The court then proposed a briefing schedule on the motion for setoff whereby CNA would supply all necessary exhibits and declarations in support of its motion within 30 days. CNA was again concerned regarding jurisdiction. At this point, CNA noted California Rules of Court, rule 8.108(c)(2) extended the time to appeal the judgment until 90 days after the first motion to vacate the judgment had been filed. Believing that Begley filed his motion to vacate on September 3, 2008 (although it had actually been filed on September 8, 2008), CNA represented that it would have to file its notice of appeal by December 3, 2008,14 unless the trial court chose to vacate the judgment to enable CNA's motion to proceed. The trial court inquired if CNA had any authority indicating that if the trial court vacated the judgment but concluded CNA's contention was meritless, it could then reinstate the judgment. No party offered any authority.
The court then determined that the best procedure would be for the parties to brief whether there was a procedure which would enable the court to give CNA's motion the time it deserved. The court speculated that perhaps recalling the judgment would be proper, or that CNA could obtain a writ extending the trial court's jurisdiction. In any event, before setting a briefing schedule on the motion itself, the court asked the parties to brief, for a hearing on November 5, 2008, the jurisdictional issues.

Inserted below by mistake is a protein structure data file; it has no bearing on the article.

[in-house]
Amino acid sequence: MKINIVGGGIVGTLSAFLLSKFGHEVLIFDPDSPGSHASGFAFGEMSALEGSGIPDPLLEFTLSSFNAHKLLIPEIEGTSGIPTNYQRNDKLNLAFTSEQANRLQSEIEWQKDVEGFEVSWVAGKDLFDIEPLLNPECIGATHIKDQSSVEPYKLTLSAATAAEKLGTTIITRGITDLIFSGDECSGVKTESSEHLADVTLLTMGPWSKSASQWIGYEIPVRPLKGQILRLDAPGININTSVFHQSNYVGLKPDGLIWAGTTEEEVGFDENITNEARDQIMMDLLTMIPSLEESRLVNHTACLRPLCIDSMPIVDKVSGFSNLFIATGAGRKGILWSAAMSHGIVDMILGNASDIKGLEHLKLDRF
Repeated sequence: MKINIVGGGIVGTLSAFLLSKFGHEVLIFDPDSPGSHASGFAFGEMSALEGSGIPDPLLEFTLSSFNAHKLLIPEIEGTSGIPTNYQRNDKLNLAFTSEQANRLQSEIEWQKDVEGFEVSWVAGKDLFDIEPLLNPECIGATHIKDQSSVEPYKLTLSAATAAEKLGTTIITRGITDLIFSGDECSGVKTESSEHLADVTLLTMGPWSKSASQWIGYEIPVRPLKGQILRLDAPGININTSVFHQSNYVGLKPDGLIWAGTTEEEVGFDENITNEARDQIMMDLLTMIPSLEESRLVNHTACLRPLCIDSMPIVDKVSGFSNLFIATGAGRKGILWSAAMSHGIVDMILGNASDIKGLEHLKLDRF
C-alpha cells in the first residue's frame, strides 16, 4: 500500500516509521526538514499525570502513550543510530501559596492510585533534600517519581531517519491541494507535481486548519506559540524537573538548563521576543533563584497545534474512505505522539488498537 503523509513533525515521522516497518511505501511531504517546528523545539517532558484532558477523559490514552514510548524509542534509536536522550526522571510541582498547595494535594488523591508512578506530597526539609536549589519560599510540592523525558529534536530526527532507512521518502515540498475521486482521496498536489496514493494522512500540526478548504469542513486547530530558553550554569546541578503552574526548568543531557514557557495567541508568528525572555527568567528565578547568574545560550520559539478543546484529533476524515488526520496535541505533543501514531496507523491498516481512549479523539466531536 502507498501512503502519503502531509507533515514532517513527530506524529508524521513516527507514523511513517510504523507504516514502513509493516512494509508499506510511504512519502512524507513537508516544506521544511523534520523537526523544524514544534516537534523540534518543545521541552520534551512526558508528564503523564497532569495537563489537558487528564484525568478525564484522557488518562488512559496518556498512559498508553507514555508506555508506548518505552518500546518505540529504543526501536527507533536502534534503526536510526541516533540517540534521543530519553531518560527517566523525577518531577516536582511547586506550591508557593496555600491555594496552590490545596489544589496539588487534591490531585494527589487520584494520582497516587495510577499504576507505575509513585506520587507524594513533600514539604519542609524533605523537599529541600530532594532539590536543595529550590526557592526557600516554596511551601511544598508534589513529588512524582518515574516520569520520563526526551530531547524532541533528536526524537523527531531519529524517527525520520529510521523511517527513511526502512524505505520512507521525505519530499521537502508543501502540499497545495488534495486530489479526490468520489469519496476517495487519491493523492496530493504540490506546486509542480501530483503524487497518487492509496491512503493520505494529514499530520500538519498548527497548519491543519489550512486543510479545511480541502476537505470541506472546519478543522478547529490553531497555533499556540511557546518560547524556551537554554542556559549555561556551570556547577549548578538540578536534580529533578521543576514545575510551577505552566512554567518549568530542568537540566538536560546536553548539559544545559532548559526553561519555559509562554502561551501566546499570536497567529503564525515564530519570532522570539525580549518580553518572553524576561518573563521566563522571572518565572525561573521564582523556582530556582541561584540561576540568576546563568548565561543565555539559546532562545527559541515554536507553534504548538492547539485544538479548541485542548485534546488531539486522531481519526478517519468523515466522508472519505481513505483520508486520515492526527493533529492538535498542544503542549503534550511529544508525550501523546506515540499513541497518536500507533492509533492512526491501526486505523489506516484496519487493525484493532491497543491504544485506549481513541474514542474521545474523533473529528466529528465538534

In preparing its briefing on the jurisdictional issue, CNA discovered authority indicating that the withdrawal of a motion to vacate constitutes a denial of the motion for purposes of California Rules of Court, rule 8.108(c). (See Eisenberg et al., Cal. Practice Guide: Civil Appeals and Writs (The Rutter Group 2008) ¶ 3:78, p. 3-34 (rev.# 1, 2008).) Thus, as Begley's motion to vacate was withdrawn on October 6, 2008, CNA had until 30 days from that date, or until November 5, 2008, to file its notice of appeal from the judgment. CNA argued that the trial court should therefore vacate the judgment immediately, with the understanding that the court could reinstate the judgment if it ultimately concluded that an offset is not warranted.
At the hearing on November 5, 2008, the trial court denied CNA's motion to vacate, on the basis that it did not have sufficient evidence before it to justify vacating the judgment. However, the court believed that CNA was entitled to a hearing on its offset motion. The court stated that CNA had a reasonable theory supporting its right to an offset, but agreed that Gray and Begley had a right to complete discovery and properly put on their defense to CNA's argument. The court therefore “reluctantly” denied the motion to vacate the judgment. The court added, “I really do believe that at least the representations of intervenor need and demand a hearing, and I hope you get it.” CNA's notice of appeal from the judgment and the denial of the motion to vacate was filed immediately thereafter.